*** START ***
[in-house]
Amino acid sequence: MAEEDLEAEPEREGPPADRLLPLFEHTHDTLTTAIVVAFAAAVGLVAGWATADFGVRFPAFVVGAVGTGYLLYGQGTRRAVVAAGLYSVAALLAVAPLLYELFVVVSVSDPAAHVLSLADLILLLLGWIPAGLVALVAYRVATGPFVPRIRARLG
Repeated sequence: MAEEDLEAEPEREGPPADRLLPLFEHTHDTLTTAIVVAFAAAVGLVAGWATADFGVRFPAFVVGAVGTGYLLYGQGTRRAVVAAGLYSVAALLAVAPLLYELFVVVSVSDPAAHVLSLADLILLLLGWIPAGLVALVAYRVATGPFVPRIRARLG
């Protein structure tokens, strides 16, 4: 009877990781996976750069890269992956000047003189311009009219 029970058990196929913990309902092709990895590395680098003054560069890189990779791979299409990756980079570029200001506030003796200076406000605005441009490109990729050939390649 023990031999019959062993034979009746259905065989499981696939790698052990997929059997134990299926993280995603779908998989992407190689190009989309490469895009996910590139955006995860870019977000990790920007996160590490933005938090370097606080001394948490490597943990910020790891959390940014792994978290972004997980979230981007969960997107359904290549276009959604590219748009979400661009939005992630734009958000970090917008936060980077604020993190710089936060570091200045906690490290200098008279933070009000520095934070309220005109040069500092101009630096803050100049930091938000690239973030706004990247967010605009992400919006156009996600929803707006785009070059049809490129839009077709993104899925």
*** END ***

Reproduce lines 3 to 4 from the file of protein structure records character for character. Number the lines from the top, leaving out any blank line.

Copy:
Repeated sequence: MAEEDLEAEPEREGPPADRLLPLFEHTHDTLTTAIVVAFAAAVGLVAGWATADFGVRFPAFVVGAVGTGYLLYGQGTRRAVVAAGLYSVAALLAVAPLLYELFVVVSVSDPAAHVLSLADLILLLLGWIPAGLVALVAYRVATGPFVPRIRARLG
């Protein structure tokens, strides 16, 4: 009877990781996976750069890269992956000047003189311009009219 029970058990196929913990309902092709990895590395680098003054560069890189990779791979299409990756980079570029200001506030003796200076406000605005441009490109990729050939390649 023990031999019959062993034979009746259905065989499981696939790698052990997929059997134990299926993280995603779908998989992407190689190009989309490469895009996910590139955006995860870019977000990790920007996160590490933005938090370097606080001394948490490597943990910020790891959390940014792994978290972004997980979230981007969960997107359904290549276009959604590219748009979400661009939005992630734009958000970090917008936060980077604020993190710089936060570091200045906690490290200098008279933070009000520095934070309220005109040069500092101009630096803050100049930091938000690239973030706004990247967010605009992400919006156009996600929803707006785009070059049809490129839009077709993104899925």